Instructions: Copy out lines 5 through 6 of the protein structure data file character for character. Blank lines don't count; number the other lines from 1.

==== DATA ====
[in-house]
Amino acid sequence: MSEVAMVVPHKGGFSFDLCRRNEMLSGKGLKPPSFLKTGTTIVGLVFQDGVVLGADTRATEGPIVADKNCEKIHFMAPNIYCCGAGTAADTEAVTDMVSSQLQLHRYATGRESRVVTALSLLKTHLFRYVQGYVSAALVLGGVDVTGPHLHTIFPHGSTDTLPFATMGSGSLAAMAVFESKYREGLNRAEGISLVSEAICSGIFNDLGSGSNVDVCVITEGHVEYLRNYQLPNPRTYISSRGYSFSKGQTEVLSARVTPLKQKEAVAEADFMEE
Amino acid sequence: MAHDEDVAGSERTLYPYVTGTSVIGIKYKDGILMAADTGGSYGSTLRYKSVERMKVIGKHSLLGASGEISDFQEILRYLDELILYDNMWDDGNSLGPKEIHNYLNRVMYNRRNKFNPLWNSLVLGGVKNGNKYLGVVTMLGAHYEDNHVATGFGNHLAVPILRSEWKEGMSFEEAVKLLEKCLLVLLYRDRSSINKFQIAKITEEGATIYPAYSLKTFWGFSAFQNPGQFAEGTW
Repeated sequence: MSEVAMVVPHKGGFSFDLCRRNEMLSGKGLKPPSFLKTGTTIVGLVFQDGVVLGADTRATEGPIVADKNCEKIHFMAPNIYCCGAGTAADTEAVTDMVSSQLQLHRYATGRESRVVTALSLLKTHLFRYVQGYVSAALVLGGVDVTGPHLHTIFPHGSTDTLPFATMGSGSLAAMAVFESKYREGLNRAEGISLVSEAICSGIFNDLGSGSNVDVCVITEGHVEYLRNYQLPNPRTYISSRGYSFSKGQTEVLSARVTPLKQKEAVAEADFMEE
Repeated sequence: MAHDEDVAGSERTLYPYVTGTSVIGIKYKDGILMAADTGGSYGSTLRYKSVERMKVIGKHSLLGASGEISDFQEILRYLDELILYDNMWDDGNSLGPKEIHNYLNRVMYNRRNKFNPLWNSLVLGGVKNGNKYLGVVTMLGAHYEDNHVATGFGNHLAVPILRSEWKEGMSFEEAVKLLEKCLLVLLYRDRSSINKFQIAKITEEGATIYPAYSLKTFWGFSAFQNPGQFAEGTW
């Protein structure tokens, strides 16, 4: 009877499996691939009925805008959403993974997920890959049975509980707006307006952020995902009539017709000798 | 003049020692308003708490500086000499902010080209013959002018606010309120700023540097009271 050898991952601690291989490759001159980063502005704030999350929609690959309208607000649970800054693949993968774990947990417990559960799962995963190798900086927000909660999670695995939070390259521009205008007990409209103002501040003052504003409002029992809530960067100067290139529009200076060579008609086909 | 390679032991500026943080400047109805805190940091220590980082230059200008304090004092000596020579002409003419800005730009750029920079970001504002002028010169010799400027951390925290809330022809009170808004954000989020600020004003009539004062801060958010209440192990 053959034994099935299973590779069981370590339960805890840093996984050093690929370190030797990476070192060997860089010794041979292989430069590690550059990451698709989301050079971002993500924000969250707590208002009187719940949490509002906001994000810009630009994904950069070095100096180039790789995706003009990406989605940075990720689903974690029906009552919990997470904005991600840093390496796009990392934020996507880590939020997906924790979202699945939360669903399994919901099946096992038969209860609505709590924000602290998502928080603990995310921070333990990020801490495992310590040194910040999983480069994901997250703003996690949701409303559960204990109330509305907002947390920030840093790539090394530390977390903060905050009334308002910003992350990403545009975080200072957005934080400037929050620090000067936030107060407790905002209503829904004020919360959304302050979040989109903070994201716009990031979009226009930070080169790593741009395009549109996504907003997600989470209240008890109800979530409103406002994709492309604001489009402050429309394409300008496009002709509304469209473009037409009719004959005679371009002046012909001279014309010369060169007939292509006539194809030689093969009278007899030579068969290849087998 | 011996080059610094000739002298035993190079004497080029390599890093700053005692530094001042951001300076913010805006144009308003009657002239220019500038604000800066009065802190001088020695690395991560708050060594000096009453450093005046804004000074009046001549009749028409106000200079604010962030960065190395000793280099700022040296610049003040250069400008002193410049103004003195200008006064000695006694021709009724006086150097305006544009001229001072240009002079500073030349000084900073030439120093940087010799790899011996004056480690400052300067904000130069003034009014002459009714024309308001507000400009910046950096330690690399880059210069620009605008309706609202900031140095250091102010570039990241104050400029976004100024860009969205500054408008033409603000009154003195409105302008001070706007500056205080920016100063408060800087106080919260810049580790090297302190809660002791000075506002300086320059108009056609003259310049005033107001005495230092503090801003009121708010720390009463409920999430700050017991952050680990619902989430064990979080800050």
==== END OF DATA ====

Repeated sequence: MAHDEDVAGSERTLYPYVTGTSVIGIKYKDGILMAADTGGSYGSTLRYKSVERMKVIGKHSLLGASGEISDFQEILRYLDELILYDNMWDDGNSLGPKEIHNYLNRVMYNRRNKFNPLWNSLVLGGVKNGNKYLGVVTMLGAHYEDNHVATGFGNHLAVPILRSEWKEGMSFEEAVKLLEKCLLVLLYRDRSSINKFQIAKITEEGATIYPAYSLKTFWGFSAFQNPGQFAEGTW
């Protein structure tokens, strides 16, 4: 009877499996691939009925805008959403993974997920890959049975509980707006307006952020995902009539017709000798 | 003049020692308003708490500086000499902010080209013959002018606010309120700023540097009271 050898991952601690291989490759001159980063502005704030999350929609690959309208607000649970800054693949993968774990947990417990559960799962995963190798900086927000909660999670695995939070390259521009205008007990409209103002501040003052504003409002029992809530960067100067290139529009200076060579008609086909 | 390679032991500026943080400047109805805190940091220590980082230059200008304090004092000596020579002409003419800005730009750029920079970001504002002028010169010799400027951390925290809330022809009170808004954000989020600020004003009539004062801060958010209440192990 053959034994099935299973590779069981370590339960805890840093996984050093690929370190030797990476070192060997860089010794041979292989430069590690550059990451698709989301050079971002993500924000969250707590208002009187719940949490509002906001994000810009630009994904950069070095100096180039790789995706003009990406989605940075990720689903974690029906009552919990997470904005991600840093390496796009990392934020996507880590939020997906924790979202699945939360669903399994919901099946096992038969209860609505709590924000602290998502928080603990995310921070333990990020801490495992310590040194910040999983480069994901997250703003996690949701409303559960204990109330509305907002947390920030840093790539090394530390977390903060905050009334308002910003992350990403545009975080200072957005934080400037929050620090000067936030107060407790905002209503829904004020919360959304302050979040989109903070994201716009990031979009226009930070080169790593741009395009549109996504907003997600989470209240008890109800979530409103406002994709492309604001489009402050429309394409300008496009002709509304469209473009037409009719004959005679371009002046012909001279014309010369060169007939292509006539194809030689093969009278007899030579068969290849087998 | 011996080059610094000739002298035993190079004497080029390599890093700053005692530094001042951001300076913010805006144009308003009657002239220019500038604000800066009065802190001088020695690395991560708050060594000096009453450093005046804004000074009046001549009749028409106000200079604010962030960065190395000793280099700022040296610049003040250069400008002193410049103004003195200008006064000695006694021709009724006086150097305006544009001229001072240009002079500073030349000084900073030439120093940087010799790899011996004056480690400052300067904000130069003034009014002459009714024309308001507000400009910046950096330690690399880059210069620009605008309706609202900031140095250091102010570039990241104050400029976004100024860009969205500054408008033409603000009154003195409105302008001070706007500056205080920016100063408060800087106080919260810049580790090297302190809660002791000075506002300086320059108009056609003259310049005033107001005495230092503090801003009121708010720390009463409920999430700050017991952050680990619902989430064990979080800050």